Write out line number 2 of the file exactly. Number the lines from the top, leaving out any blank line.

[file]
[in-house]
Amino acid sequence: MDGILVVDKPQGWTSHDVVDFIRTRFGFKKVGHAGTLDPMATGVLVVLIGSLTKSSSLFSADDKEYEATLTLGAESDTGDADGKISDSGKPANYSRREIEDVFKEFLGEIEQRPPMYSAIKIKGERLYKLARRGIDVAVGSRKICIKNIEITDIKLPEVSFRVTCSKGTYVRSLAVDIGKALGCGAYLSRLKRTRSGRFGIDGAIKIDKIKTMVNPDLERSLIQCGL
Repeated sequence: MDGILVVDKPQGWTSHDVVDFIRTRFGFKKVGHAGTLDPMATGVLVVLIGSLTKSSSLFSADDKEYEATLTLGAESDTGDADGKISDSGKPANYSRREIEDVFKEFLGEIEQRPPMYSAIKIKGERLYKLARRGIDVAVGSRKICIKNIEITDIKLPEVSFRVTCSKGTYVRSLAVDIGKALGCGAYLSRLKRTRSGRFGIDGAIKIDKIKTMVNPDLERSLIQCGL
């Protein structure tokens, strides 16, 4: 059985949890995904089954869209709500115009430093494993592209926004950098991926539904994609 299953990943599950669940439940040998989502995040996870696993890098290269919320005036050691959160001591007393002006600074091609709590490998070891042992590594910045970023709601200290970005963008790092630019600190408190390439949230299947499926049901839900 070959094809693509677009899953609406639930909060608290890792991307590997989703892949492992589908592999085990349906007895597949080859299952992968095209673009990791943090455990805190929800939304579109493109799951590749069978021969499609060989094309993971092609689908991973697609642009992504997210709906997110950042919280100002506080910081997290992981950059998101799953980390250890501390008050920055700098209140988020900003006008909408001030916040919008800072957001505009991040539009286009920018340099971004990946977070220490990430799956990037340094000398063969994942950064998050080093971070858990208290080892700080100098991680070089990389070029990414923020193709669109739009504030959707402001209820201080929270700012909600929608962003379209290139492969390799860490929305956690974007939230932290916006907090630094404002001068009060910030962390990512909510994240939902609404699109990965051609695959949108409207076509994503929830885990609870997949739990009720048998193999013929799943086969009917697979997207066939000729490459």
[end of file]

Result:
Amino acid sequence: MDGILVVDKPQGWTSHDVVDFIRTRFGFKKVGHAGTLDPMATGVLVVLIGSLTKSSSLFSADDKEYEATLTLGAESDTGDADGKISDSGKPANYSRREIEDVFKEFLGEIEQRPPMYSAIKIKGERLYKLARRGIDVAVGSRKICIKNIEITDIKLPEVSFRVTCSKGTYVRSLAVDIGKALGCGAYLSRLKRTRSGRFGIDGAIKIDKIKTMVNPDLERSLIQCGL